Right At Home ~ Suffering from Insomnia?

Suffer From Insomnia? 

You May Be at Higher Risk for Strokes

posted by Rita Ude on August 18, 2015
by Hilary Young
There are many downsides to missing out on a good night’s sleep – cognitive decline, weight fluctuations and now, according to a research study published in the journal Stroke, higher risk of strokes.
The study examined the sleeping habits and health of more than 80,000 people over the course of four years and found that people who suffer from insomnia were 54 percent more likely to be hospitalized from a stroke than those who had more normal sleeping patterns.
While they couldn’t prove that insomnia causes strokes to occur, the researchers could link insomnia to high blood pressure and blood sugar levels along with inflammation of the arteries – three factors that play major roles in determining the risk of experiencing a stroke.
Tips for Getting a Good Night’s Sleep
Many people struggle with sleep at some point in their lives. In recent years, studies have been done about the rise in prescription sleep aids, and the Centers for Disease Control and Prevention reported that the majority of people who are using these drugs are over the age of 80 or in their 50s. But experts agree that prescription sleep pills aren’t necessarily the best solution for troubled sleepers, so before talking to your physician about a prescription, try these all-natural solutions first:
  • Control Your Light Environment. With technology hard to avoid these days, the lights we see from cellphones, computer screens and televisions in the bedroom can disrupt our body’s natural rhythms. It’s best to keep these bright forms of technology out of the bedroom to ensure a good night’s sleep. If you seem to be experiencing light disruptions from outside of your bedroom (like floodlights from a neighbor), it could be worth investing in blackout shades for your room.
  • Practice Meditation. Many sleep problems stem back to not being able to quiet a busy mind, but meditation can assist in accomplishing this. The key to meditation is finding time every day to sit still and be quiet. Over time, you will learn to drown out negative thoughts and find inner peace. One thing to note – achieving a successful meditation really does take practice and discipline!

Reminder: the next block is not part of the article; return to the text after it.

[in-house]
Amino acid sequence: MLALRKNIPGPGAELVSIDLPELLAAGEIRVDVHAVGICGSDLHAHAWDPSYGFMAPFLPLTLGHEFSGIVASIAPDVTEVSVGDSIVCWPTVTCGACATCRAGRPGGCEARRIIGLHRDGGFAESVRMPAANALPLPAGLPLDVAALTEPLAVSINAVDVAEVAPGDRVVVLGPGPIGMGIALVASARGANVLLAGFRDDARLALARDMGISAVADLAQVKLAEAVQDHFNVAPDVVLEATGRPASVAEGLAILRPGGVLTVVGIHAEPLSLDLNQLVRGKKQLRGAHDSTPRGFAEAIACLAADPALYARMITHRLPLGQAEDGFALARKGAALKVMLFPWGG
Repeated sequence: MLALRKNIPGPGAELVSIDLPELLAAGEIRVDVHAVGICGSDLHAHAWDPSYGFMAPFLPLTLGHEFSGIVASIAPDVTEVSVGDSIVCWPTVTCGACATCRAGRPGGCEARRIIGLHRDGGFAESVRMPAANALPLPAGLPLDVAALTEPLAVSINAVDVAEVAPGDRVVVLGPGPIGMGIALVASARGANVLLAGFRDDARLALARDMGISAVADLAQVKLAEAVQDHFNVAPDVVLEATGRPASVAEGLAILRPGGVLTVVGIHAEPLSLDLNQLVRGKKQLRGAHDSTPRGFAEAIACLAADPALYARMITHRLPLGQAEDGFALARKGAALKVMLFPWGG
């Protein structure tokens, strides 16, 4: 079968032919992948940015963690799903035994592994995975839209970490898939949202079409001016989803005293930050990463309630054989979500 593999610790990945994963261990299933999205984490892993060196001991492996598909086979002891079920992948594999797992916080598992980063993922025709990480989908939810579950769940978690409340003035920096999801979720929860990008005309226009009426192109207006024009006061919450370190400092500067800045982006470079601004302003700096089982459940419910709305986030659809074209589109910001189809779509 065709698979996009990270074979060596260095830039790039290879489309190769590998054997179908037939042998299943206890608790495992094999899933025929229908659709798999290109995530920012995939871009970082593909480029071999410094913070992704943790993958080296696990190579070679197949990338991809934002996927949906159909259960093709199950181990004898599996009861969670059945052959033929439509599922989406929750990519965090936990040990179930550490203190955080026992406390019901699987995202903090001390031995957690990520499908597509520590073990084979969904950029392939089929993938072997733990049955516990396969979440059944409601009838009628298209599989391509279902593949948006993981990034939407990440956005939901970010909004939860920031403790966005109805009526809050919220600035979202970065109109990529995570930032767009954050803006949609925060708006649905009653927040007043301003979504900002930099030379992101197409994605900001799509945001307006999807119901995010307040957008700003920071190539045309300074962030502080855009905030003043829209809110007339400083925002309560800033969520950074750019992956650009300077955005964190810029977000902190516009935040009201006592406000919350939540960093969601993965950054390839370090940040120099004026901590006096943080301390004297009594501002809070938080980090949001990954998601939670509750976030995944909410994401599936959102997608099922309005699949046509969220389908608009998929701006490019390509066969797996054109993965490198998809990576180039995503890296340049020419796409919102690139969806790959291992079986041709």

• Avoid Caffeine in the Afternoon. Caffeine is a great resource for helping us wake up in the mornings, but if you are a coffee lover, it’s a habit that literally can keep you up at night. Most sleep experts recommend cutting off your caffeine supply in the early afternoon, no later than 2 p.m. If you can’t live without an evening cup of joe, try switching to decaf!
  • Exercise Regularly. Studies have shown that roughly “150 minutes of moderate to vigorous activity a week, which is the national guideline, provided a 65 percent improvement in sleep quality.” While exercise can give your metabolism and energy levels a boost immediately afterwards, it also can help you sleep more soundly at night. The key is to exercise in the late afternoon, or at least three hours before you hit the hay.
Better Sleep, Better You
Sleep is essential for living a long and healthy life. Learning how to get your insomnia or sleep disruptions under control now can have positive long-term effects, including keeping your risk of stroke down.
“I think sleep is underrated in terms of its power, in how much healing occurs while you are sleeping,” said Dr. Demetrius Lopes, Director of the Interventional Cerebrovascular Center at Rush University in Chicago, Ill., and a spokesman for the American Heart Association. “Sleep helps the body coordinate blood pressure, manage hormones and reduce stress.”
If you happen to be feeling a little more stress than usual because you are caring for a loved one, contact Right at Home for information on respite care so you can sleep a little easier at night.